WASHINGTON (AP) — The Supreme Court on Monday allowed the Trump administration to fully enforce a ban on travel to the United States by residents of six mostly Muslim countries.
This is not a final ruling on the travel ban: Challenges to the policy are winding through the federal courts, and the justices themselves ultimately are expected to rule on its legality.
But the action indicates that the high court might eventually approve the latest version of the ban, announced by President Donald Trump in September. Lower courts have continued to find problems with the policy.
White House spokesman Hogan Gidley said the White House is “not surprised by today’s Supreme Court decision permitting immediate enforcement of the President’s proclamation limiting travel from countries presenting heightened risks of terrorism.”
Opponents of this and previous versions of the ban say they show a bias against Muslims. They say that was reinforced most recently by Trump’s retweets of anti-Muslim videos.
“President Trump’s anti-Muslim prejudice is no secret. He has repeatedly confirmed it, including just last week on Twitter. It’s unfortunate that the full ban can move forward for now, but this order does not address the merits of our claims,” said Omar Jadwat, director of the American Civil Liberties Union’s Immigrants’ Rights Project. The ACLU is representing some opponents of the ban.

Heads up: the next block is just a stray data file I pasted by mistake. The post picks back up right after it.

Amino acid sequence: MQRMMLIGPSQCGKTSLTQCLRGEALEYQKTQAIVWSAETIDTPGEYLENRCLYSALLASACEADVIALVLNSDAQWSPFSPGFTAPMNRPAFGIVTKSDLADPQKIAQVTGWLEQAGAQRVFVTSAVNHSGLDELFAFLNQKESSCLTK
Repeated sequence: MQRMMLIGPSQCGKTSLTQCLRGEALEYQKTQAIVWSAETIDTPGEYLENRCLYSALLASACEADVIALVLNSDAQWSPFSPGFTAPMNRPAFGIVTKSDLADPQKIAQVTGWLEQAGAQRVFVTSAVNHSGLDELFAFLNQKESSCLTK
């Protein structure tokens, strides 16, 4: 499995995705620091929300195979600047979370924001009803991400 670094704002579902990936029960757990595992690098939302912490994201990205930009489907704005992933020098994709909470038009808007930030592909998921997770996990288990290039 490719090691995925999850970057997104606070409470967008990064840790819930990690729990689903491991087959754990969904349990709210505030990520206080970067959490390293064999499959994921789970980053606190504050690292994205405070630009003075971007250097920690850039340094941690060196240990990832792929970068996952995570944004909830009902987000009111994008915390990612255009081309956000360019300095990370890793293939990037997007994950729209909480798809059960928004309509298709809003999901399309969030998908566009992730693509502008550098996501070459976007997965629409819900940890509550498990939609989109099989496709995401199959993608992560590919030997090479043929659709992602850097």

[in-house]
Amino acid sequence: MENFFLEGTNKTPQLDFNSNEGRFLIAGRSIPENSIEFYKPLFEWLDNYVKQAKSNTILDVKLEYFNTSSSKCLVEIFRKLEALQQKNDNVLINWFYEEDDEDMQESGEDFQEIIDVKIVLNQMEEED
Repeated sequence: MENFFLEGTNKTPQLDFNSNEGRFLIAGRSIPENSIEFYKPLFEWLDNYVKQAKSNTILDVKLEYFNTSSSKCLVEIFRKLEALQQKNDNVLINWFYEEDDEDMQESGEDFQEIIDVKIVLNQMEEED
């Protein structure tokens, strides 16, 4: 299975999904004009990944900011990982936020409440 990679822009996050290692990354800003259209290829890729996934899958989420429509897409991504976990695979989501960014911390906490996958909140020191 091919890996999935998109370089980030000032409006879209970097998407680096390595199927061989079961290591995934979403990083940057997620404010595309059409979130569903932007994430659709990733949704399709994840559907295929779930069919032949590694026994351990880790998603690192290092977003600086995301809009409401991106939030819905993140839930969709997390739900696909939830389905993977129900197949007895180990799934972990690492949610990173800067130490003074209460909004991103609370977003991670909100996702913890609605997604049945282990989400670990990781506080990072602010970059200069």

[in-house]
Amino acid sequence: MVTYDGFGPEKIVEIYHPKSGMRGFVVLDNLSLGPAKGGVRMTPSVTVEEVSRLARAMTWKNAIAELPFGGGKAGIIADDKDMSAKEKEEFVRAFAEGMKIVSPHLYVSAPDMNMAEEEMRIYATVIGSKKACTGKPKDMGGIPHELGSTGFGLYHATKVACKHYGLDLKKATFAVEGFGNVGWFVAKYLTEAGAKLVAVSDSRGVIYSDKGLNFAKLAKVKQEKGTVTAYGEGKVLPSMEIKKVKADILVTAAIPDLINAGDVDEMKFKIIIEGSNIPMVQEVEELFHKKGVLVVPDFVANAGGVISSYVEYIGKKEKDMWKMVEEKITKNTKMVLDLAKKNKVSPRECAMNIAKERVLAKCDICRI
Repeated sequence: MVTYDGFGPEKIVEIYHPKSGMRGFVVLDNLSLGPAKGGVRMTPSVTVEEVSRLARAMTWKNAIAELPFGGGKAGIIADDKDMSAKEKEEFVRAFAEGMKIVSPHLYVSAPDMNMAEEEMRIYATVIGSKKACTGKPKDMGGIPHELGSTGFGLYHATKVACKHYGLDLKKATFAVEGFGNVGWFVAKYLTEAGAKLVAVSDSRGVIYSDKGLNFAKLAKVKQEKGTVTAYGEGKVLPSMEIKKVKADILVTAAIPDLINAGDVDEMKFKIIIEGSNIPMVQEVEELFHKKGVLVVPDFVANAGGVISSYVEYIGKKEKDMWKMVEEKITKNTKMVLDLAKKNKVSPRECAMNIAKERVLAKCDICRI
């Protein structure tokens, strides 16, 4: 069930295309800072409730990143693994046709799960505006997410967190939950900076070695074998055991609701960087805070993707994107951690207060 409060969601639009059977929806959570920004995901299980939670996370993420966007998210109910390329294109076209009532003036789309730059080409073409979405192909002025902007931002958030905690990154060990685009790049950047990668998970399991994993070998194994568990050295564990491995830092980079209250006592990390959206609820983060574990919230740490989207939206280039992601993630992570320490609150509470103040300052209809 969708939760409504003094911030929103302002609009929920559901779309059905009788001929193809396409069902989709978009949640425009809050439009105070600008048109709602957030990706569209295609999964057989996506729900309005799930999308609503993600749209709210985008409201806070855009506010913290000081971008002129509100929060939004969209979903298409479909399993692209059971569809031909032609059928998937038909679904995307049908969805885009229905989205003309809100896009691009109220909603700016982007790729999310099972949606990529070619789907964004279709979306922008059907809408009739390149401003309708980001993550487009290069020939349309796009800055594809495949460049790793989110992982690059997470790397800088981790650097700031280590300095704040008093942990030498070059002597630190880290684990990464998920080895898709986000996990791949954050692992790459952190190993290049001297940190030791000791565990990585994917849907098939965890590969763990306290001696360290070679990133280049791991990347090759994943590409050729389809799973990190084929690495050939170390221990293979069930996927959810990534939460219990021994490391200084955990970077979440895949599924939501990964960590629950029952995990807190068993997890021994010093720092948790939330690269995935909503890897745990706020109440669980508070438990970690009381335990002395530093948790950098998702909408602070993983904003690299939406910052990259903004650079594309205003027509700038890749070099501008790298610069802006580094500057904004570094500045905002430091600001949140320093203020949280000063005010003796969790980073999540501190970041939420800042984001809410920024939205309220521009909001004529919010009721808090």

Just two justices, Ruth Bader Ginsburg and Sonia Sotomayor, noted their disagreement with court orders allowing the latest policy to take full effect.
The new policy is not expected to cause the chaos that ensued at airports when Trump rolled out his first ban without warning in January.
The ban applies to travelers from Chad, Iran, Libya, Somalia, Syria and Yemen. Lower courts had said people from those nations with a claim of a “bona fide” relationship with someone in the United States could not be kept out of the country. Grandparents, cousins and other relatives were among those courts said could not be excluded.
The courts were borrowing language the Supreme Court itself came up with last summer to allow partial enforcement of an earlier version of the ban.
Now, those relationships will no longer provide a blanket exemption from the ban, although visa officials can make exceptions on a case-by-case basis.
The justices offered no explanation for their order, but the administration had said that blocking the full ban was causing “irreparable harm” because the policy is based on legitimate national security and foreign policy concerns.